— Apr 23, 2020


Whilst markets fell further than we anticipated at the start of the coronavirus outbreak in China, as it became apparent that this was much worse than the SARS flu outbreak we referred to in our previous note on coronavirus and its impact, our conclusions remain the same.

We called the bottom of the UK stock market on Thursday 12th March (as per video on our website of the same day) when the UK and US markets were down over 10% on the day as this smacked to us of the capitulation which usually marks the low point.

As the word suggests, capitulation is when many investors just throw in the towel and sell (or in certain circumstances are forced to sell due to having used borrowed money to invest). Only once the sellers are exhausted can markets then start to recover.

Our call was not far off, as there were only three subsequent lower closes for the FTSE100 over the following week and since then markets have been on a recovery path.

The question now on every investor’s mind is, was this just a market bounce or the start of a new bull market? Our view is that equity markets are due a pause for breath as we wait for more information to emerge on the main points of tension: 1) the speed with which economies truly normalise after the lockdown ends (the rate of recovery) and 2) the damage done by the lockdown to companies and economies (the starting point of the recovery).

Our base position is that the extent of the damage to the economy will be larger than is currently being considered by the market, but this is not a view without counterpoints. If we look at the one economy which has been “through” the coronavirus, China the drop in economic activity during their lockdown captured the headlines. However, what is not widely reported is that Chinese new orders recovered into growth territory just two months after their lockdown started. Whilst this is a command economy and thus one in which they were able to make the decision to open up businesses quickly, the Western world may echo that particularly with the stimulus being applied to the economies.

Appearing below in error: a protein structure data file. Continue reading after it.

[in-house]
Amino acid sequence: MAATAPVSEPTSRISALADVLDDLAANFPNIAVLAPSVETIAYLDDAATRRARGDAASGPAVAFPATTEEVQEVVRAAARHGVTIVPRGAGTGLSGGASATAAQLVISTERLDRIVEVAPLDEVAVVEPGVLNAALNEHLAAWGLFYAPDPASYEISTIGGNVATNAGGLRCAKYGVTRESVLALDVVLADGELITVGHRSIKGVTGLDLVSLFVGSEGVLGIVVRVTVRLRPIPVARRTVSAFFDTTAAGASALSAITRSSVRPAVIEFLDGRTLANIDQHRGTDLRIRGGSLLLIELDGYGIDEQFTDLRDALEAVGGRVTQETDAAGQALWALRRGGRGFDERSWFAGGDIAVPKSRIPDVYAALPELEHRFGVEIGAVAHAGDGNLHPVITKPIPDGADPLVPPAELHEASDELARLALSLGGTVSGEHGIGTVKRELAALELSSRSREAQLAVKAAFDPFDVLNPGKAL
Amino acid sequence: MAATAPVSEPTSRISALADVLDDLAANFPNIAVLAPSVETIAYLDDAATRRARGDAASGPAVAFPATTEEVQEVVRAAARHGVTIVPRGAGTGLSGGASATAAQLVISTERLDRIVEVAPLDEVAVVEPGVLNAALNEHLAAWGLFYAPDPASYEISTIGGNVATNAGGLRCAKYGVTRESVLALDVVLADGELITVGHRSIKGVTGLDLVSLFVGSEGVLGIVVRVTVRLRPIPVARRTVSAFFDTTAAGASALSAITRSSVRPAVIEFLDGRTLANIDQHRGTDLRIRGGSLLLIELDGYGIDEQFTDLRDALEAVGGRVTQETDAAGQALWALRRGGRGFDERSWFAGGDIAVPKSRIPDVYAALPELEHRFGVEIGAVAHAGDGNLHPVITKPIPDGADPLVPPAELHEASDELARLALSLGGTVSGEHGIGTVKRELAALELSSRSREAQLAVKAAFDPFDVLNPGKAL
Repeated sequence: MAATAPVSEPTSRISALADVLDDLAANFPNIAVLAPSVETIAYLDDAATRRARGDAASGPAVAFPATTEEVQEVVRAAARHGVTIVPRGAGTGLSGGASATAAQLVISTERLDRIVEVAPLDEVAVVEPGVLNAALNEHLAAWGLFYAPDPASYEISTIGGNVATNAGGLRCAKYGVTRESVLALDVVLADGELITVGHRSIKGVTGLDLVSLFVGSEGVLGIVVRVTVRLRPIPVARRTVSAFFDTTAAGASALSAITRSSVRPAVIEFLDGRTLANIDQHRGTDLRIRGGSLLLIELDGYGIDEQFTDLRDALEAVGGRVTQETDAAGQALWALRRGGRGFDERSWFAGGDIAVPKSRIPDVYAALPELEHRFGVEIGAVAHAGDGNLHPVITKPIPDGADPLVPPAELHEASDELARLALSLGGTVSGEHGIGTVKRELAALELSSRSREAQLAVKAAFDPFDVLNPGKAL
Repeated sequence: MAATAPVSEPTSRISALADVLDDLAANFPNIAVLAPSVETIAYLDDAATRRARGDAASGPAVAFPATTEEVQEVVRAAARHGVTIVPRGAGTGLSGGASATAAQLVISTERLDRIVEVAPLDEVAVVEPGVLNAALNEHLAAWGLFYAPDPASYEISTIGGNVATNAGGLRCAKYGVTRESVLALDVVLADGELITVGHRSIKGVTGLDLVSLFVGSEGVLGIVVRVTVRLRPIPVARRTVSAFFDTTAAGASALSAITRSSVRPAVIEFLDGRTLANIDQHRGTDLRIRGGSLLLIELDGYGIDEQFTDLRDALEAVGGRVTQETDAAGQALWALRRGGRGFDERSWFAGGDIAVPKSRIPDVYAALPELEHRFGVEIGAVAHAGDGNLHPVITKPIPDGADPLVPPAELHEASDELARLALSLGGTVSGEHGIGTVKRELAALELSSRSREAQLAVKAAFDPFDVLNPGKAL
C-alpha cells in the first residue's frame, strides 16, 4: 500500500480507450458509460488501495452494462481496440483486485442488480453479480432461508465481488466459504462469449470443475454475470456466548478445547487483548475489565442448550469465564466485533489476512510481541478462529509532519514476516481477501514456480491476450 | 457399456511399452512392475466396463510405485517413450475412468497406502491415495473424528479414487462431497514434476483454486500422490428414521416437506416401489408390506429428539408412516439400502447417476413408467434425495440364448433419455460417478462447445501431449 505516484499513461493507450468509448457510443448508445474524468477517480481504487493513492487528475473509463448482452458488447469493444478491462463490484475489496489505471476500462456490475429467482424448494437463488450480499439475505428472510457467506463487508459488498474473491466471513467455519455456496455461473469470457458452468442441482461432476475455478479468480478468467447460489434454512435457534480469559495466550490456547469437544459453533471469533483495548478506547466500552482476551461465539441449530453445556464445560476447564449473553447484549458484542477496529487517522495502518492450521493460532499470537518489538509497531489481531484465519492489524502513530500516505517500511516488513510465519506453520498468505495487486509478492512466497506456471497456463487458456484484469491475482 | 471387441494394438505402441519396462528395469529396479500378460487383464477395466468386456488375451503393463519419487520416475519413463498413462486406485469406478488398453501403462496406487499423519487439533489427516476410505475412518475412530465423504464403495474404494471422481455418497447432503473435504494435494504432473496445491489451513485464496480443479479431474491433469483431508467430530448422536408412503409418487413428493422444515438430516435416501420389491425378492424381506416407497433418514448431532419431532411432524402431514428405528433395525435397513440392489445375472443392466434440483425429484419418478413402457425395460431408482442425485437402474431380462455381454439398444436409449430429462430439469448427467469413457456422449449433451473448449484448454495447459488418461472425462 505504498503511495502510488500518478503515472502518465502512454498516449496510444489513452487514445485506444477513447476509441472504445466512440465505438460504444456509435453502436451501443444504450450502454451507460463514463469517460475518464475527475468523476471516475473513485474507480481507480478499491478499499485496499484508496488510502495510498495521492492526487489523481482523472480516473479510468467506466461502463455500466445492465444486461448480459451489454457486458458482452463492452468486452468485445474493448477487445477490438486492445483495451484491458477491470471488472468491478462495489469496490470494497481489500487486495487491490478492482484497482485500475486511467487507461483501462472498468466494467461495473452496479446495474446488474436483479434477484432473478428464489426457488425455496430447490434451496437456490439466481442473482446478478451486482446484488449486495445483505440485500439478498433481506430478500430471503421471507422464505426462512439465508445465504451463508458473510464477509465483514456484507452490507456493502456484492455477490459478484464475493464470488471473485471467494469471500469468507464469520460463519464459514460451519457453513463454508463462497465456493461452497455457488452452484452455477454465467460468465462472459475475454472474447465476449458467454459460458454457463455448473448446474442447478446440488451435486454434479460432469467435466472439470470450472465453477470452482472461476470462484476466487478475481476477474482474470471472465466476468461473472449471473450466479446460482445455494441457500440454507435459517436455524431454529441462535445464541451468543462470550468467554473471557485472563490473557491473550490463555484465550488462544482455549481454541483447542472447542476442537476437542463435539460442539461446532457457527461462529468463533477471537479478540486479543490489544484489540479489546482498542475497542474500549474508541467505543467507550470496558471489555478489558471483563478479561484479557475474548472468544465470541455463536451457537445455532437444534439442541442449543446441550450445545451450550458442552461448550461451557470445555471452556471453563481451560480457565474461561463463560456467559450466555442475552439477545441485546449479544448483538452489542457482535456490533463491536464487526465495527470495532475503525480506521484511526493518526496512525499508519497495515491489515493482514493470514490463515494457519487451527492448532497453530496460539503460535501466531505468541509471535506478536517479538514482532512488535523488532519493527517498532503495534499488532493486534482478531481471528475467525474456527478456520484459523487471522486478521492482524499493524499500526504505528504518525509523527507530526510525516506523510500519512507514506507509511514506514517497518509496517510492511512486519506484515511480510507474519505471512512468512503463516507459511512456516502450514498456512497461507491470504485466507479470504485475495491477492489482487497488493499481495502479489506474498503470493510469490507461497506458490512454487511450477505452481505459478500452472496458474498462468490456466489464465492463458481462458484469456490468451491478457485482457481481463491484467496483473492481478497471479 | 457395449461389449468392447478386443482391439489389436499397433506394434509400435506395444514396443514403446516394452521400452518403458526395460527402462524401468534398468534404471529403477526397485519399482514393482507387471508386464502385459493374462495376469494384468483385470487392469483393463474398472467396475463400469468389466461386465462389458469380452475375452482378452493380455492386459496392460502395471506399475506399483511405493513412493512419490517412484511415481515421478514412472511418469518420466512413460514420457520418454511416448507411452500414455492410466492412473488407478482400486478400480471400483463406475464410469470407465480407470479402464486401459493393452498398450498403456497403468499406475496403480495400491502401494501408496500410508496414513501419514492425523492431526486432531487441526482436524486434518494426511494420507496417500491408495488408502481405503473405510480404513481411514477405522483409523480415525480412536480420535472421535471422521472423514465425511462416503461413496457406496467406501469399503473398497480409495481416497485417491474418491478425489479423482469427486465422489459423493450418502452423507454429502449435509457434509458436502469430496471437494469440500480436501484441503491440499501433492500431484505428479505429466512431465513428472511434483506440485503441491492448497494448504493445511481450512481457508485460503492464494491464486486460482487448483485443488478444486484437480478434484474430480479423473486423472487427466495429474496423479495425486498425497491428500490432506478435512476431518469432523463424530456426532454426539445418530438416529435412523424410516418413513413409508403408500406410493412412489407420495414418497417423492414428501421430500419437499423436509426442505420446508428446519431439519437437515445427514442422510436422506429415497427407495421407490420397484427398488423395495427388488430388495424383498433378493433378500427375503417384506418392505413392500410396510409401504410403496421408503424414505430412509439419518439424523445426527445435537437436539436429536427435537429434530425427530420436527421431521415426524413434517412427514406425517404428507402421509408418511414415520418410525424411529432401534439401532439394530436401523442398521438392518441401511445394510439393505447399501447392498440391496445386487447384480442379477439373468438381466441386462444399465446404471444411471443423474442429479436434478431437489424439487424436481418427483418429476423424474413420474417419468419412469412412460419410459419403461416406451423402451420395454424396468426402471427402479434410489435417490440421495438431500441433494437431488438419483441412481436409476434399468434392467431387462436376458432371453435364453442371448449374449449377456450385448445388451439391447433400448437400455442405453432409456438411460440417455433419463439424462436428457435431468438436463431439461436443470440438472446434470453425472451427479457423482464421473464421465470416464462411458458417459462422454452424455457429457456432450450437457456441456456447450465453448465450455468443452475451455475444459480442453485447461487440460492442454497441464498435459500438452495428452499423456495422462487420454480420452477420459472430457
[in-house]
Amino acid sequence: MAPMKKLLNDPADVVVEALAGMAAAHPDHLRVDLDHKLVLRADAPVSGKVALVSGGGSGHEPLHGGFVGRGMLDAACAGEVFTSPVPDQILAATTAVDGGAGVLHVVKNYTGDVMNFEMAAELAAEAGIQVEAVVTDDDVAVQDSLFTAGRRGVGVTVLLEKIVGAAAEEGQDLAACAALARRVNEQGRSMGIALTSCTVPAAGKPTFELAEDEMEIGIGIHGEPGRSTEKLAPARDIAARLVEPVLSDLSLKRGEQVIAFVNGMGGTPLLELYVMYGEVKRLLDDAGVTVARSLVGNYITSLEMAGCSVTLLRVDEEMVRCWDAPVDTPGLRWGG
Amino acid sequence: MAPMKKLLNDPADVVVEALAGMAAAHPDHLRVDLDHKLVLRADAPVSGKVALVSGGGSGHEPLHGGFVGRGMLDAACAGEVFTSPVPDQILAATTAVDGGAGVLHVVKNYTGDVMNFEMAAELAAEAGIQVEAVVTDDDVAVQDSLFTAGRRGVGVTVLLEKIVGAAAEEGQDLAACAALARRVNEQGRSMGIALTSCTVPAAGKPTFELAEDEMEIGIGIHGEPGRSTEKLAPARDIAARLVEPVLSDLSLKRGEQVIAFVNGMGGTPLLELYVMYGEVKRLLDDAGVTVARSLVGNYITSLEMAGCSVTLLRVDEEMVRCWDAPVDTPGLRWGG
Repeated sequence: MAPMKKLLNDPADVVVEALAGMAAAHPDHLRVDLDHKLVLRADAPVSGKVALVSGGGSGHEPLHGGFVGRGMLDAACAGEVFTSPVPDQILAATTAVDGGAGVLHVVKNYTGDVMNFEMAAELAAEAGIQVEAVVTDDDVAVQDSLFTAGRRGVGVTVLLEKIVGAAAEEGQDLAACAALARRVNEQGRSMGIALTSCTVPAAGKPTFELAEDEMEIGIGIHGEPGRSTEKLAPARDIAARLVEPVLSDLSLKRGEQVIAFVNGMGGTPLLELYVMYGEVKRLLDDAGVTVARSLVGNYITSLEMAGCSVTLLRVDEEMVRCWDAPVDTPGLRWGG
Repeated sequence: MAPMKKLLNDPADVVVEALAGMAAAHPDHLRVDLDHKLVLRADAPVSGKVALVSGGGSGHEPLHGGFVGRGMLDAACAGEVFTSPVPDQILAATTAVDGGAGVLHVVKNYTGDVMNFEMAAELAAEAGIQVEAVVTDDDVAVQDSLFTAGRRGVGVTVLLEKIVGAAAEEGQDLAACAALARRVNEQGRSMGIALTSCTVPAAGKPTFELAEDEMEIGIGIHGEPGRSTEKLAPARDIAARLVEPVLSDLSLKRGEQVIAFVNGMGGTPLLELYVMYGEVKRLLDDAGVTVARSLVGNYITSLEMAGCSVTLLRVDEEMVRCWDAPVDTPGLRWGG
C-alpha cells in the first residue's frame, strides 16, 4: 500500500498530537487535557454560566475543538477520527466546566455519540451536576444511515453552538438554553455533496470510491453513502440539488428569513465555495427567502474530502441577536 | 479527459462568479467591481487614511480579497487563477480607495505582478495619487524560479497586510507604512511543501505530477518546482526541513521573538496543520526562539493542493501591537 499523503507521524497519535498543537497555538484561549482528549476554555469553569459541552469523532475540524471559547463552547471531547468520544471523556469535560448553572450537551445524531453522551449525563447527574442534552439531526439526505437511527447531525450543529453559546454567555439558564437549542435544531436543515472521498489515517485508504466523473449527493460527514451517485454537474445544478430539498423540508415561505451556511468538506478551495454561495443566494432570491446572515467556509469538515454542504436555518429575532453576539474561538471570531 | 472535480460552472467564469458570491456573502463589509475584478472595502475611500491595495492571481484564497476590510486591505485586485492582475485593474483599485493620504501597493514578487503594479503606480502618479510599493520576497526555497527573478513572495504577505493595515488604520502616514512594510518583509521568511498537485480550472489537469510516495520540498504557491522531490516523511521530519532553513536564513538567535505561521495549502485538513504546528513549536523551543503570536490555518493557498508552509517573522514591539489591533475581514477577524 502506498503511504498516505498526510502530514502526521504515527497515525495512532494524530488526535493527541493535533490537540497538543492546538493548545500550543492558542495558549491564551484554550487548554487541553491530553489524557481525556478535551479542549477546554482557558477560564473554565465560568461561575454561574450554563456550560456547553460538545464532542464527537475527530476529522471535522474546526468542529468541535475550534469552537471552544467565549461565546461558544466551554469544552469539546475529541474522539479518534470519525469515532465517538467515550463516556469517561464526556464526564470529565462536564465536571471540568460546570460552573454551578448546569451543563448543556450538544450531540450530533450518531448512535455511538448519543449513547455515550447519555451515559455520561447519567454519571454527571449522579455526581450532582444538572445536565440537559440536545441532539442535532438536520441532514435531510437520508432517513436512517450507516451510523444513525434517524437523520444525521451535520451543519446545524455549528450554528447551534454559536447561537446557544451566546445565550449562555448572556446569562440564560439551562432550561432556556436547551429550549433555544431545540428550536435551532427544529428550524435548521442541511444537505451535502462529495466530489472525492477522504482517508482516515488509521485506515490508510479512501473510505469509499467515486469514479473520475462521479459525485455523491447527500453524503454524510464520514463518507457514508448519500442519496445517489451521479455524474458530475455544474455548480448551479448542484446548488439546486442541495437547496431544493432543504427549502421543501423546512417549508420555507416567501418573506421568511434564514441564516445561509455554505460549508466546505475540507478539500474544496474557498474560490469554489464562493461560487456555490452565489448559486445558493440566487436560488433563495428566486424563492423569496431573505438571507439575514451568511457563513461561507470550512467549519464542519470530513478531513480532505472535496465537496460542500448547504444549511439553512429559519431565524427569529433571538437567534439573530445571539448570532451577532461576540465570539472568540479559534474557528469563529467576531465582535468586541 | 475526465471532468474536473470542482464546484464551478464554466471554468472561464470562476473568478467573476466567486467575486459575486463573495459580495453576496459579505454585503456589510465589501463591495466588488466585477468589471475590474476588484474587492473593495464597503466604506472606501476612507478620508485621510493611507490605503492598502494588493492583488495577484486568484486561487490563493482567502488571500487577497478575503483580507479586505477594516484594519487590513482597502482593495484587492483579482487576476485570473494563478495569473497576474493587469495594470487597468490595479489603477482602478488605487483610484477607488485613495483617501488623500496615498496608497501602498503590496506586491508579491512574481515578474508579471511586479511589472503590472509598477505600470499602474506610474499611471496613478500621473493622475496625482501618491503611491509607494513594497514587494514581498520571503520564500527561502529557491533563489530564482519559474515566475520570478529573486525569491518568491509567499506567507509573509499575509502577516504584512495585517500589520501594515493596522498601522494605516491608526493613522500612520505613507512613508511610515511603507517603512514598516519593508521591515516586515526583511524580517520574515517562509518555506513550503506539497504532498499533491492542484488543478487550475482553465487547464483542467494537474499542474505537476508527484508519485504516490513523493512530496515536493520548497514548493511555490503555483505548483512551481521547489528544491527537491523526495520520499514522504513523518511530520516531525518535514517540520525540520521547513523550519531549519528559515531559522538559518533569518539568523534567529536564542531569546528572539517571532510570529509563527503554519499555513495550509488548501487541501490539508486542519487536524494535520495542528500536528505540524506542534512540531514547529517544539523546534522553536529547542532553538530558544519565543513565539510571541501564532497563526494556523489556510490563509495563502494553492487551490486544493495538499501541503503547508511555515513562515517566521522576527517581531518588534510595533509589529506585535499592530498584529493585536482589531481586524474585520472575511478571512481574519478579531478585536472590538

The extent to which behaviours and consumption patterns will change will depend on the length of the lockdown. Humans are creatures of habit and our behaviour patterns are the result of centuries of micro changes and accommodations. It is likely that these base familiarities will prove hard to shift but it will be a long time before many people feel safe and that affects behaviour.

However, where we believe there will be great change is among individual companies and industries as there will be more clearly defined winners and losers. The rising tide of economies when we emerge from this will not raise all boats. Those that were weak going into the crisis may fall as the lockdown only hastens their inevitable departure. Indeed we are already seeing this with the obvious example being in the retail space, with names such as Debenhams and Cath Kidson going into administration and others certain to follow. However the corollary of this will be reduced competition and better trading for the survivors such as internet based retailers.

However, determining the weak from the strong is a nuanced judgement. Businesses and sectors will struggle in ways not readily apparent and those where the demise is predicted may surprise with their resilience. This is where the skill and experience to navigate such conditions will become paramount to returns.